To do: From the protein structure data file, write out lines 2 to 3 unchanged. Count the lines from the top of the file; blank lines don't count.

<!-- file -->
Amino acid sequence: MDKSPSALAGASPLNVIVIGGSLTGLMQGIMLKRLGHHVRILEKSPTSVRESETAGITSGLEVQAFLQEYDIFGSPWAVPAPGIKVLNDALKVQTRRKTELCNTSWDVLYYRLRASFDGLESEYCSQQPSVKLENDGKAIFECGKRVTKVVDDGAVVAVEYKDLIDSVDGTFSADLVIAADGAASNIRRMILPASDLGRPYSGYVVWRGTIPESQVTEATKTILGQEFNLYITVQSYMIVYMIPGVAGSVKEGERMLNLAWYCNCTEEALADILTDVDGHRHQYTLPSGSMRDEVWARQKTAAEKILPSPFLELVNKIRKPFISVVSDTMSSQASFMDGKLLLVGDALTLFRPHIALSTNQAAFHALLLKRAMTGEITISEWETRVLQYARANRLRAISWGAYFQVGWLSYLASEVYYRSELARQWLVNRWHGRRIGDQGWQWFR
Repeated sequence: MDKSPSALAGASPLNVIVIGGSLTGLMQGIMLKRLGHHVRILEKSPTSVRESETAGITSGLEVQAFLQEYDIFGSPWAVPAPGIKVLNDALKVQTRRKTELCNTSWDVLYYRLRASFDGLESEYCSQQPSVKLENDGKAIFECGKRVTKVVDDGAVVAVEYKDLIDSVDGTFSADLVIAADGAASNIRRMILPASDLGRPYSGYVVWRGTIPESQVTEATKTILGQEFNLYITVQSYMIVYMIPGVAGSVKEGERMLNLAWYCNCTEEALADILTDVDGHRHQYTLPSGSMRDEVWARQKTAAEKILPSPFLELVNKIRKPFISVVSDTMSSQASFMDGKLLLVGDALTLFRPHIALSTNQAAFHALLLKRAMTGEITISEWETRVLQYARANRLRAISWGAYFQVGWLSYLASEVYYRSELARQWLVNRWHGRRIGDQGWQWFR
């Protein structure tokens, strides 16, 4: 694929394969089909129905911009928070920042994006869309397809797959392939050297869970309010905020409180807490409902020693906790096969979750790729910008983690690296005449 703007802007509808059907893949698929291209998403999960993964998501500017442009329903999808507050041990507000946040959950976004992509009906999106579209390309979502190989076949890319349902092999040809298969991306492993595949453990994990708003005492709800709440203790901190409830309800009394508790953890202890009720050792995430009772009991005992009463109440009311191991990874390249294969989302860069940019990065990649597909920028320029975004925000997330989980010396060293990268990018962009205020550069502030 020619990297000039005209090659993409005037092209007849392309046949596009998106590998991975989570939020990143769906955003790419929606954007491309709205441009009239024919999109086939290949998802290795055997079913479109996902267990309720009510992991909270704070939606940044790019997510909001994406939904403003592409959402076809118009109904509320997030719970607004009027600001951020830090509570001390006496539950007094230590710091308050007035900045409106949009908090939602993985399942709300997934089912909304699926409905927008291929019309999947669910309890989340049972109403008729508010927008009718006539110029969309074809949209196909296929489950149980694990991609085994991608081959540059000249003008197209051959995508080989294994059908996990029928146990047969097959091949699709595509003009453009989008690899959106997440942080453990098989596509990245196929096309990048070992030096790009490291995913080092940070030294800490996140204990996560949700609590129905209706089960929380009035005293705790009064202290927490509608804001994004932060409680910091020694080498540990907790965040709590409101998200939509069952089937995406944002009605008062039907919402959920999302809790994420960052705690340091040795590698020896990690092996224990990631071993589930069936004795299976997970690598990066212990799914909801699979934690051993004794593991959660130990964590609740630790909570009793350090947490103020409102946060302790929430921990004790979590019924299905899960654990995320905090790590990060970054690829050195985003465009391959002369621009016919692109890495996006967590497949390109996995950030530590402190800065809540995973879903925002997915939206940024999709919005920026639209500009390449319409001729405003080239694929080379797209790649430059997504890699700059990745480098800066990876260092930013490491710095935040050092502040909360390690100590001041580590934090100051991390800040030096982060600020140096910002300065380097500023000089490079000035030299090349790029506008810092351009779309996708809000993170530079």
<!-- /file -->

Repeated sequence: MDKSPSALAGASPLNVIVIGGSLTGLMQGIMLKRLGHHVRILEKSPTSVRESETAGITSGLEVQAFLQEYDIFGSPWAVPAPGIKVLNDALKVQTRRKTELCNTSWDVLYYRLRASFDGLESEYCSQQPSVKLENDGKAIFECGKRVTKVVDDGAVVAVEYKDLIDSVDGTFSADLVIAADGAASNIRRMILPASDLGRPYSGYVVWRGTIPESQVTEATKTILGQEFNLYITVQSYMIVYMIPGVAGSVKEGERMLNLAWYCNCTEEALADILTDVDGHRHQYTLPSGSMRDEVWARQKTAAEKILPSPFLELVNKIRKPFISVVSDTMSSQASFMDGKLLLVGDALTLFRPHIALSTNQAAFHALLLKRAMTGEITISEWETRVLQYARANRLRAISWGAYFQVGWLSYLASEVYYRSELARQWLVNRWHGRRIGDQGWQWFR
């Protein structure tokens, strides 16, 4: 694929394969089909129905911009928070920042994006869309397809797959392939050297869970309010905020409180807490409902020693906790096969979750790729910008983690690296005449 703007802007509808059907893949698929291209998403999960993964998501500017442009329903999808507050041990507000946040959950976004992509009906999106579209390309979502190989076949890319349902092999040809298969991306492993595949453990994990708003005492709800709440203790901190409830309800009394508790953890202890009720050792995430009772009991005992009463109440009311191991990874390249294969989302860069940019990065990649597909920028320029975004925000997330989980010396060293990268990018962009205020550069502030 020619990297000039005209090659993409005037092209007849392309046949596009998106590998991975989570939020990143769906955003790419929606954007491309709205441009009239024919999109086939290949998802290795055997079913479109996902267990309720009510992991909270704070939606940044790019997510909001994406939904403003592409959402076809118009109904509320997030719970607004009027600001951020830090509570001390006496539950007094230590710091308050007035900045409106949009908090939602993985399942709300997934089912909304699926409905927008291929019309999947669910309890989340049972109403008729508010927008009718006539110029969309074809949209196909296929489950149980694990991609085994991608081959540059000249003008197209051959995508080989294994059908996990029928146990047969097959091949699709595509003009453009989008690899959106997440942080453990098989596509990245196929096309990048070992030096790009490291995913080092940070030294800490996140204990996560949700609590129905209706089960929380009035005293705790009064202290927490509608804001994004932060409680910091020694080498540990907790965040709590409101998200939509069952089937995406944002009605008062039907919402959920999302809790994420960052705690340091040795590698020896990690092996224990990631071993589930069936004795299976997970690598990066212990799914909801699979934690051993004794593991959660130990964590609740630790909570009793350090947490103020409102946060302790929430921990004790979590019924299905899960654990995320905090790590990060970054690829050195985003465009391959002369621009016919692109890495996006967590497949390109996995950030530590402190800065809540995973879903925002997915939206940024999709919005920026639209500009390449319409001729405003080239694929080379797209790649430059997504890699700059990745480098800066990876260092930013490491710095935040050092502040909360390690100590001041580590934090100051991390800040030096982060600020140096910002300065380097500023000089490079000035030299090349790029506008810092351009779309996708809000993170530079």